At 5 months into my tour, I’ve adjudicated somewhere around 12,000 visas. I haven’t checked the exact number for a few weeks, but shortly before Thanksgiving I crossed the 10,000 mark. Why, then, have I talked so little about that part of my work? Well, let me just turn to my home subscription to the Immigration and Nationality Act for an answer:
“The records of the Department of State and of diplomatic and consular offices of the United States pertaining to the issuance or refusal of visas or permits to enter the United States shall be considered confidential and shall be used only for the formulation, amendment, administration, or enforcement of the immigration, nationality, and other laws of the United States[.]” 8 USC 1202(f).
Believe me, I am getting some good stories. Some hilarious frauds. Some awe inspiring students. Some very excited kids going to Disney World/Land. A few cases which seemed so improbable that I thought they must surely be frauds, and turned out to be 100% legitimate. Unfortunately, I can’t share those stories with you, dear reader. I am also starting to understand why so much time was spent on resilience in our training. Keeping up with the pace is tiring, and some cases are difficult to work on for a variety of reasons. Last week I had a case that absolutely broke my heart. The applicant was totally credible, had a good reason for wanting to visit the US, and yet she was absolutely not qualified for the visa, so I couldn’t give it to her, no matter how much it hurt me to say no. US Citizenship and Immigration Services (an agency of the Department of Homeland Security) can grant Humanitarian Parole to individuals who do not meet the requirements for a visa and allow them to visit the US. I did give her their website and told her about that, and maybe she’ll get to go via that route. I was a wreck after that case, and had to step away from the interview window for a few minutes before I could face more applicants. We were told in training that we would all reach that point at times, and this was my first time.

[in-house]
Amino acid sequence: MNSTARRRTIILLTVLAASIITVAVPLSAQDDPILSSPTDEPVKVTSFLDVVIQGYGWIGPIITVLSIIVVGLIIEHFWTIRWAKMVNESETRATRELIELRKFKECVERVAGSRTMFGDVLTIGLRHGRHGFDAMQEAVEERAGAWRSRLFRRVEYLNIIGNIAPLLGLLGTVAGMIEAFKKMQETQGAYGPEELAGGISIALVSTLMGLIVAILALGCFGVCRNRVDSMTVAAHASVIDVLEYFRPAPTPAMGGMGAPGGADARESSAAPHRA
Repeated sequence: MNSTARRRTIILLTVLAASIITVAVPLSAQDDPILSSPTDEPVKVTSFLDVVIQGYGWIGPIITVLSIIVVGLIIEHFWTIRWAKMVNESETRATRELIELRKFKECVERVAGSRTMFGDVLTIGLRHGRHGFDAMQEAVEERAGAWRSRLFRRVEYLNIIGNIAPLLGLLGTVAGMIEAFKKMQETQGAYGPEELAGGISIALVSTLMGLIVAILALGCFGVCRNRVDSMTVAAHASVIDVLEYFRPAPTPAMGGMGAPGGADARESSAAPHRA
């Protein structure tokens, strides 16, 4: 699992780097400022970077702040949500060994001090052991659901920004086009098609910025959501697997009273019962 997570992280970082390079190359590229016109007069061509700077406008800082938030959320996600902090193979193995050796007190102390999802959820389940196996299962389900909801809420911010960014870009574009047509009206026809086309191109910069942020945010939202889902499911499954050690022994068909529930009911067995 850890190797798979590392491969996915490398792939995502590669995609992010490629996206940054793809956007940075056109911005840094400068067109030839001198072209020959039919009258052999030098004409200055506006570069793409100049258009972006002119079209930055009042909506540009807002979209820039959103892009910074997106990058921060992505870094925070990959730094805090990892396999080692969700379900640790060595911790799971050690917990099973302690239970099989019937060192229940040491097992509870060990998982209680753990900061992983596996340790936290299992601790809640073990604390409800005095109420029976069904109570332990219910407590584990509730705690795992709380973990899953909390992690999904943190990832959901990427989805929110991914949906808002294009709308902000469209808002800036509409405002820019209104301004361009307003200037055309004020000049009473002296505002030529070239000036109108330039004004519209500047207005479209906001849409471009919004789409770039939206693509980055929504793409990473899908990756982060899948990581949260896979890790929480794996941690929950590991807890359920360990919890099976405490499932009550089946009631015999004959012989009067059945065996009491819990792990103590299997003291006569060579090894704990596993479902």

Today, however, I will tell a story.
This is a screenshot I took this evening of a website I found while interviewing an applicant. The applicant, in support of his application for a visa, gave me a paper he claimed to have written. I typed the title into google and found the above result. The abstract of his paper matched this abstract word for word. “But wait,” I can hear you all saying now, “didn’t you just tell us that visa records are confidential?” Well, there is one key difference between the above screenshot and the paper which was presented to me (which arguably was a visa record): this applicant’s name, featured prominently on his paper, was not any of the 3 who are listed as authors of the above paper, and as you can see, this paper was published 6 years ago. Telling you the outcome of my visa adjudication would be a disclosure of a visa record, which I cannot do. I figured, however, that since my applicant wasn’t giving them credit, the true authors of this paper deserved some credit somewhere.